Laura Watt

Laura Watt’s paintings have long been an investigation of pattern, repetition, and overlapping structures. For Watt, pattern and repetition are a means of condensing information and experience, compressing language, narrative, and emotion. Laura notes:” We find so many patterns in the geographical world – and it is pattern that allows us to comprehend the landscape. We use a grid to map our physical world and we can also use the grid to imagine and create new spaces. So, rather than yoking the grid and pattern’s ability to condense – I am looking at how it can create space and speak concretely of the infinite.”

Ellie Murphy

Laura Watt’s and Ellie Murphy’s work share a similar interest in repetition, compression and expansion as Murphy’s work shifts from the representations within Watt’s paintings to the presentation of sculptural installations. Murphy braids the yarn, compressing together the colors and linear qualities and expands the braids and yarns as they occupy three-dimensional space. Murphy explains how her work relates both to the personal and cultural nostalgia, “I combine references to doll hair, crafts, folk motifs and Americana from my 1970’s childhood in Kansas with aspects of Modern, Conceptual, Multicultural and Feminist art. I see an interdependence between the multiplicity of cultures in our world and use the process of braiding as a way of playing with the unintended and humorous connections between them.”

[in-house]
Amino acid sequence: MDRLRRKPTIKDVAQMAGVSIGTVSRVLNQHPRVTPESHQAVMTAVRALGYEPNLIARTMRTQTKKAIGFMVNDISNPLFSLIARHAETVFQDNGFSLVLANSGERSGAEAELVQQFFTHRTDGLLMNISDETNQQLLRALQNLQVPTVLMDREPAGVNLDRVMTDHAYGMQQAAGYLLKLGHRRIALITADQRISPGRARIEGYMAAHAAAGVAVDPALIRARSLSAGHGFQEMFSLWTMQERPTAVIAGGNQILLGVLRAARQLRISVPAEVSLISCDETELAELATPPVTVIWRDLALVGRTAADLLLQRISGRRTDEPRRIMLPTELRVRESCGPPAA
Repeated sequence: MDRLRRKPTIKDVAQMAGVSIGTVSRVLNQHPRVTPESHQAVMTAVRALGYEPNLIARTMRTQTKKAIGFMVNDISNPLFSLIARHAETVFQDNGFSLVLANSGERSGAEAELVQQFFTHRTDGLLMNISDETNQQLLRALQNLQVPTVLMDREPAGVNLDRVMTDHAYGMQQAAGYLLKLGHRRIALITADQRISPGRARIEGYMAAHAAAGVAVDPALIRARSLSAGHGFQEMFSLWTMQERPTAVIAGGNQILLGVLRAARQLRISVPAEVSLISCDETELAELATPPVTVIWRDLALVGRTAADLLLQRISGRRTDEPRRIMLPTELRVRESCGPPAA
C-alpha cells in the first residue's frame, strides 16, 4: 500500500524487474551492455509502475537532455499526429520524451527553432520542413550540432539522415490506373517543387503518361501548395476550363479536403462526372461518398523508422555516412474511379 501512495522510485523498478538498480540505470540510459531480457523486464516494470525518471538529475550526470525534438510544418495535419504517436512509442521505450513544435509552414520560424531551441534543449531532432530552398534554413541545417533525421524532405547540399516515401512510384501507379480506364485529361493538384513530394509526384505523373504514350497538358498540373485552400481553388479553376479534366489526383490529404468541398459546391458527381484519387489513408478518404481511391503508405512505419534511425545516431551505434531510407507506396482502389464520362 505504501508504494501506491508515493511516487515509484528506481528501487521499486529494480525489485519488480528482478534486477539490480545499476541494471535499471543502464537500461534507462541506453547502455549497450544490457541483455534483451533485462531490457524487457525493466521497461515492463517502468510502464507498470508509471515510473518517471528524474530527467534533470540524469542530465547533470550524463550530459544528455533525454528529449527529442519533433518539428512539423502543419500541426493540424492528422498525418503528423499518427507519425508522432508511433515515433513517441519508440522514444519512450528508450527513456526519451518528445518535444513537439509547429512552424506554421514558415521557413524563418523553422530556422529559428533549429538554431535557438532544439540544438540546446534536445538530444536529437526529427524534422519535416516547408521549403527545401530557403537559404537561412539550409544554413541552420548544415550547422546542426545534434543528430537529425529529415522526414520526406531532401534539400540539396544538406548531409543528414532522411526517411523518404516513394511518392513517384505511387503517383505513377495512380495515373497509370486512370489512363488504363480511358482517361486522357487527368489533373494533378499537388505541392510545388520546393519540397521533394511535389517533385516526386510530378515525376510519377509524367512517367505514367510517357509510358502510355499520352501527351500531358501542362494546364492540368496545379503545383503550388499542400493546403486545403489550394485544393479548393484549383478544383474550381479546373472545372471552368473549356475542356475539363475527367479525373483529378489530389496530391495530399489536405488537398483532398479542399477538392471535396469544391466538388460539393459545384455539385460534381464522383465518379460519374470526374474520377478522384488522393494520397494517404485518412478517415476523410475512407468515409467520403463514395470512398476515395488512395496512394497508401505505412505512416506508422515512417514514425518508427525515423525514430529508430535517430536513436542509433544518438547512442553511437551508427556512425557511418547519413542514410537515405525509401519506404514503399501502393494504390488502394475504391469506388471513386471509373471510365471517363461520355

Björn Meyer-Ebrecht

Ellie Murphy’s and Björn Meyer-Ebrecht’s work share a power to evoke nostalgia, Murphy with her braiding and Meyer-Ebrecht through his black and white photography representing historic images of West Germany. His work deals with abstraction as something that is both sculptural and painterly. Meyer-Ebrecht creates strong shapes of color within the photographic images that become a somewhat difficult-to-define power or authority. These shapes remind of remnants from a language from another time which we are only partially able to understand.

As each of the artists chose to show with one another, there are threads that connect the works and the viewer can experience some of this dialogue between the works. Formally the work moves from the Laura Watt’s paintings of repetition and patterns to Ellie Murphy’s installations of repeated braids and patterns of colored yarns. Björn Meyer-Ebrecht’s work bridges the media of painting and sculpture and connects to the abstraction of Murphy’s and Watt’s work while also launching into the representational world of the past.


human relationships in their natural habitat

A MACAS Collaboration with CFEVA

October 1 – November 19th 2011

Opening Reception Sunday October 2, 5-7 PM
Gallery Hours: Saturdays 1-4 PM

25 West Mt. Airy Avenue, Philadelphia PA 19119 (map)
(267) 270 2787

MACAS, in conjunction with The Center for Emerging Visual Artists (CFEVA), is pleased to announce an exhibition featuring the works of CFEVA Career Development Program Fellows Tim Portlock, Jennifer Williams, Kimberly Witham and Allison Kaufman.

All four artists share an interest in exploring aspects of the human condition, through habitats, personal relationships or histories.  The works in this exhibition all tweak the environments or relationship dynamics in ways that put the viewer on notice – something more is being said – using a visual vernacular that speaks to the staged theatricality of theater or architecture.

For Tim Portlock’s current digital print series, titled Ghost City, Portlock has been photographing abandoned buildings within a 20 block radius of his home.  Using digital animation/effects software, he uses this source material to construct virtual de-industrialized shells of cities – empty lots reverting to browned fields, a post-industrial pastoral landscape.

Tim Portlock, Ghost City #01, Tim Portlock, digital print, 72" x 60".